Manmohan Singh is the 13th Prime Minister of India since the country’s independence in 1947. He is only the second man to return to this office after serving a complete first term of five years, the first one being Jawaharlal Nehru. He boasts not only the identity of a successful politician, but also a well-respected economist.
Singh was born on 26th September 1932 in Punjab which is now part of Pakistan. He enrolled in Punjab University to obtain the requisite education which set the path for him to join Cambridge University in the United Kingdom. It was here when Singh developed a keen interest in economics, obtaining a First Class Honors degree in the discipline in 1957. This feat was soon followed by admission in Oxford University, where Singh planned to pursue a Ph.D. in economics, an objective he eventually realized in 1962.
After completing his education, Manmohan Singh flew back to India to join the Punjab University, this time in the capacity of a faculty member. This was followed by induction in the United Nations where he worked between the years 1966 and 1969. Singh was an integral part of the United Nations Conference on Trade and Development during his tenure at the UN. He left the organization in 1969, reinstating himself as a professor, this time at the Delhi School of Economics where he lectured students on the subject of International Trade.
In 1971, Singh added the title of an economic advisor of the Indian Civil Service to his already remarkable resume. Singh assumed this position after impressing Lalit Narayan Mishra, then Minister of Foreign Trade, with his credentials as an economist. A year after, he was promoted to the position of the Chief Economic Advisor in the Ministry of Finance and assumed the position of Secretary of the Finance Ministry four years later. Singh also went on to serve as the Governor of the Reserve Bank, deputy Chairman of the Indian Planning Commission, and Secretary General of the South Commission.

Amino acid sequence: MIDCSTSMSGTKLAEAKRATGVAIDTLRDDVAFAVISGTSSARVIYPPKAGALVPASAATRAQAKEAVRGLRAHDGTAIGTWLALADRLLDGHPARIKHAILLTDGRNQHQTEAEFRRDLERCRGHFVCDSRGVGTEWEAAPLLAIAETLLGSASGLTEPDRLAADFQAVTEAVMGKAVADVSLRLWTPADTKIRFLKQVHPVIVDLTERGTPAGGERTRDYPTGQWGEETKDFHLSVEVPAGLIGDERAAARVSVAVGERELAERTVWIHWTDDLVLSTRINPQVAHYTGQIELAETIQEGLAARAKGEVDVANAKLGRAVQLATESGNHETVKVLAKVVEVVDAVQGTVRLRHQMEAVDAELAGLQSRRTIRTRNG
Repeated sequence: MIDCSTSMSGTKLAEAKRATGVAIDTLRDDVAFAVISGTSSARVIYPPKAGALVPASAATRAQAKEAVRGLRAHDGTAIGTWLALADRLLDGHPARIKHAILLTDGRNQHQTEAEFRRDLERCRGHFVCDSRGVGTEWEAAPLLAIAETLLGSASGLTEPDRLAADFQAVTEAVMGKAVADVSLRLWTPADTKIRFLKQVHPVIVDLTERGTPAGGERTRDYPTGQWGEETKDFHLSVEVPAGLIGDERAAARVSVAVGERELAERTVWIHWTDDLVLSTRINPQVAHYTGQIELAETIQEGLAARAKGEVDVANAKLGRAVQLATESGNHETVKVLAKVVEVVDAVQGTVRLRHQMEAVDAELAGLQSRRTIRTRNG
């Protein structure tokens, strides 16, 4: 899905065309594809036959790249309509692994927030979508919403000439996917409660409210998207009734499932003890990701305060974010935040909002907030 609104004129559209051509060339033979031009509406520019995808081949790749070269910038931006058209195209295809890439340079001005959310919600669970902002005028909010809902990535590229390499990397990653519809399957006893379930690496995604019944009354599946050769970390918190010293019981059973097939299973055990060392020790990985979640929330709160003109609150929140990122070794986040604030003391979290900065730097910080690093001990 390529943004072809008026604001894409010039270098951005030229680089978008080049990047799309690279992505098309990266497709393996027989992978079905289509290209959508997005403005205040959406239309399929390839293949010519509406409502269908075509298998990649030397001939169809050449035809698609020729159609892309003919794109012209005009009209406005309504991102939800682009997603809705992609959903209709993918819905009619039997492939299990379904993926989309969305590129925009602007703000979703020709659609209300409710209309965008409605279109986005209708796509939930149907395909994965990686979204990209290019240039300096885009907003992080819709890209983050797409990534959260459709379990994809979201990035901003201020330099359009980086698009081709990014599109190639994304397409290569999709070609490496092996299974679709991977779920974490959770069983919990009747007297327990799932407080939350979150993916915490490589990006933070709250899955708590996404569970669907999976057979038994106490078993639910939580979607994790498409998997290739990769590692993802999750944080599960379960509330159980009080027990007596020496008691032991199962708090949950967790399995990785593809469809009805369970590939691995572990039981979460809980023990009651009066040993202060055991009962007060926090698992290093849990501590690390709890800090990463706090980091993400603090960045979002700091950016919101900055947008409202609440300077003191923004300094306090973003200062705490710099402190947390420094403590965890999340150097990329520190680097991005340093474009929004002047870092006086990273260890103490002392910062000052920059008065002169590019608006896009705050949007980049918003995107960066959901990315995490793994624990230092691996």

Singh entered the realm of Politics in the early 1990’s after joining the Indian parliament. During his time in the upper house he managed to instigate a series of economic modifications to stimulate growth. Singh was against state protection of domestic firms which is why he sought to tone down the practice of protectionism. His reforms eventually increased domestic productivity, moderated inflation and drew in larger influxes of investment from outside the border. This added some much needed life to the Indian economy which faced threats of bankruptcy.
Singh was known to not manifest the typical persona of a politician. His lack of charisma saw him never win a single seat at the Lok Sabha, the lower house in the parliament. However, he was put forward by Sonia Gandhi as a candidate for Prime Ministership due to his reputation as an incorruptible and honest politician. He took charge of the office on 22 May 2004, becoming the first Sikh man to become Indian Prime Minister, symbolizing a historic achievement given the tension and feuds between the Sikhs and the Hindu majority over the years.
Manmohan Singh’s tenure as Prime Minister was categorized by healthy economic growth rates and improving trade relations and political ties with the United States and Pakistan respectively. Measures for alleviating poverty were also successfully implemented. Singh is hailed as the architect behind the liberalization of the Indian economy, and his sanctioning of the National Rural Employment Guarantee Act, the Right to Information Act by Parliament, and the Indo-US civilian nuclear pact are seen as momentous junctures of his time in office.